Toward an integration of Beck's cognitive theory and Bowlby's attachment theory : self-schema and adult attachment classification in relation to depressive symptoms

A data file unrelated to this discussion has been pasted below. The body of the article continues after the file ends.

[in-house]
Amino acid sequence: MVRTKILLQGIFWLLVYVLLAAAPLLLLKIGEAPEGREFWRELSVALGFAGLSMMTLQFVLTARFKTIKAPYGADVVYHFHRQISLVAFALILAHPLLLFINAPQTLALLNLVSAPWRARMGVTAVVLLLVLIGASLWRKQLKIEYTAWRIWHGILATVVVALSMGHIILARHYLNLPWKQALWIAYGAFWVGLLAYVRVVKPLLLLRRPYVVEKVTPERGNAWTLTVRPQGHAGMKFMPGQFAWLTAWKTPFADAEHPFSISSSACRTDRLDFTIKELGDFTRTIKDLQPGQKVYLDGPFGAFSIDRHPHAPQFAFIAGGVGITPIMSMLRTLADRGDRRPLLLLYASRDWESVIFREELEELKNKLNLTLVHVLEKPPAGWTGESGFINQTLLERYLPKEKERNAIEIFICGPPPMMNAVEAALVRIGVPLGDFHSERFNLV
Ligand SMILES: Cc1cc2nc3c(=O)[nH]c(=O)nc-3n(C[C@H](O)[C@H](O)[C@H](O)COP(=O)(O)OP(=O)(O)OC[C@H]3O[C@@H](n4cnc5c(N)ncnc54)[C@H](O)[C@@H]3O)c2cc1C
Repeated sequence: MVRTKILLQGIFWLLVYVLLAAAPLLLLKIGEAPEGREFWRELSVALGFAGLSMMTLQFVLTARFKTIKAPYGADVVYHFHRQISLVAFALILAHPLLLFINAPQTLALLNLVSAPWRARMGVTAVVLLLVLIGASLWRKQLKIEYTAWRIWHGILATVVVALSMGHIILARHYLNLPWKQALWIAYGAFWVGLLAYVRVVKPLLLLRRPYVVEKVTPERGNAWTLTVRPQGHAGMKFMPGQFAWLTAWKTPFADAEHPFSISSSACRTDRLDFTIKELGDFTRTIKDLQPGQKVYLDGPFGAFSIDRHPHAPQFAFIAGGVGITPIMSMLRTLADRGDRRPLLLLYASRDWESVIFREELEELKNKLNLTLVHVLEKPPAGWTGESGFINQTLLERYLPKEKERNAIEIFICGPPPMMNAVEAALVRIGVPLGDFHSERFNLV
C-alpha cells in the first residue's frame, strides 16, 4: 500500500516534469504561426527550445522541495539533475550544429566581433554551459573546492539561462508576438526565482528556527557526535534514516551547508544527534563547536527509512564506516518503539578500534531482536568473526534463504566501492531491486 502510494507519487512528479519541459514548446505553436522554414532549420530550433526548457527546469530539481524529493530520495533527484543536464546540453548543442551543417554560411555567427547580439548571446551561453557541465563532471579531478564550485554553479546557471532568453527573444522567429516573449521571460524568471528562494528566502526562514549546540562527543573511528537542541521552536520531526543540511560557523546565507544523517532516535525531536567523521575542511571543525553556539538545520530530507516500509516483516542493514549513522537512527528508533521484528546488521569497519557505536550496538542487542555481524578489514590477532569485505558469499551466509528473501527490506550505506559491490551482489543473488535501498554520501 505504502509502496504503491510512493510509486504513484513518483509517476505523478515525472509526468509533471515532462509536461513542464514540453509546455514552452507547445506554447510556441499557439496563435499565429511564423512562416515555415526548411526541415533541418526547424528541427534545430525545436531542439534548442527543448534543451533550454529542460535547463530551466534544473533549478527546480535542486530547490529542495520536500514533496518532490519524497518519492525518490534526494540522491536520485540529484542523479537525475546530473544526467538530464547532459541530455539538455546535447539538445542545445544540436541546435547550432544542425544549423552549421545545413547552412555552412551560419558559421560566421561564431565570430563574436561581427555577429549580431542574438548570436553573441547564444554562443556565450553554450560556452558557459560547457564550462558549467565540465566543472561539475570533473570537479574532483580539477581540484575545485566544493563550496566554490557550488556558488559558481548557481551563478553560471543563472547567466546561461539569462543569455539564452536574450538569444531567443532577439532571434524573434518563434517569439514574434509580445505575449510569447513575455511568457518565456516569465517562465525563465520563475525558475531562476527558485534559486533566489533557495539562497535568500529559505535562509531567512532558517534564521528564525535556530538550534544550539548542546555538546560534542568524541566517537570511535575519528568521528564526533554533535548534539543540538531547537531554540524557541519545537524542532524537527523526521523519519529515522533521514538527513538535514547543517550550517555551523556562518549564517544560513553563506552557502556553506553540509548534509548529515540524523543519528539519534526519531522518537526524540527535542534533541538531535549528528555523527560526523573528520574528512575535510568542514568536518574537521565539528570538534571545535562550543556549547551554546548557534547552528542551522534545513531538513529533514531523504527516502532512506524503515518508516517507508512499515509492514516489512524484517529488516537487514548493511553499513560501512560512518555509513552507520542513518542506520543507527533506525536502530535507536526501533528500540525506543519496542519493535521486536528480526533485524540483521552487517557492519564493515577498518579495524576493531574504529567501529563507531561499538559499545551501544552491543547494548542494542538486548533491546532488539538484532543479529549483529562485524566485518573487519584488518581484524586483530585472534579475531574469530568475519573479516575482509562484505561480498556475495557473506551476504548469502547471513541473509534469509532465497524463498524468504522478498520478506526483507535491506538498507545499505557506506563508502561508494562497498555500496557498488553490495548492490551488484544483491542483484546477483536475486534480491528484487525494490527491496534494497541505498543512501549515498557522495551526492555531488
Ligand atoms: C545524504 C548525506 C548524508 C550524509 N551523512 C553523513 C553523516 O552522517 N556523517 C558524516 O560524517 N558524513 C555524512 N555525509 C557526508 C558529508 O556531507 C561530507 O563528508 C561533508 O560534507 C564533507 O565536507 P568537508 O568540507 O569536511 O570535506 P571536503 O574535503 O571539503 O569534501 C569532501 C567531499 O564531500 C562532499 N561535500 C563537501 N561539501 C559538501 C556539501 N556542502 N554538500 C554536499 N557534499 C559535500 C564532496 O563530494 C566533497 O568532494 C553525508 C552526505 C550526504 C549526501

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This investigation examined relationships among depressive self-schema content, attachment classification, and depressive symptoms. Self-schema was based on Beck’s cognitive theory of depression. Depressive cognitive patterns are presumed to form through early family interactions, and some family variables have been identified as risk factors for depression, but the specific pathways and early family interactions leading to depressive selfschema have not been documented. Attachment theory, defined by Bowlby, is distinct from, yet highly compatible with, Beck’s theory of depression, including the cognitive concept of an internal working model. Although the specific internal working models associated with attachment classifications may be related to specific depressogenic cognitive styles, empirical viii investigation of the link between attachment status and cognitive selfschema is sparse. Participants included 52 females and 44 males from a community sample, age 21 to 35. Each participant completed the Adult Attachment Interview (AAI) and self-report questionnaires about depressive symptoms (CES-D). Researchers applied verbal transcript coding on the AAIs to measure depressive self-schema content, including unlovable and helpless schemas. Attachment status included secure, preoccupied, dismissing, and unresolved/disorganized classifications. ANCOVAs, MANOVAs, and structural equation models were used to examine the relationships among self-schema, attachment status, and depressive symptoms. Results indicated that patterns of depressive self-schema content did not vary according to attachment status. Greater numbers of depressive symptoms were not linked with either attachment status or depressive selfschema content. However, the participants in this investigation had low levels of depressive symptoms, and the depressive symptoms were measured two years after the AAIs were administered. This aspect of the methodology became an important consideration in interpretation of the findings. However, it appears possible to measure depressive self-schemas using verbal transcript coding on the AAI. This study supports further investigation into links between cognitive self-schemas and attachment status to better understand risk and psychopathology.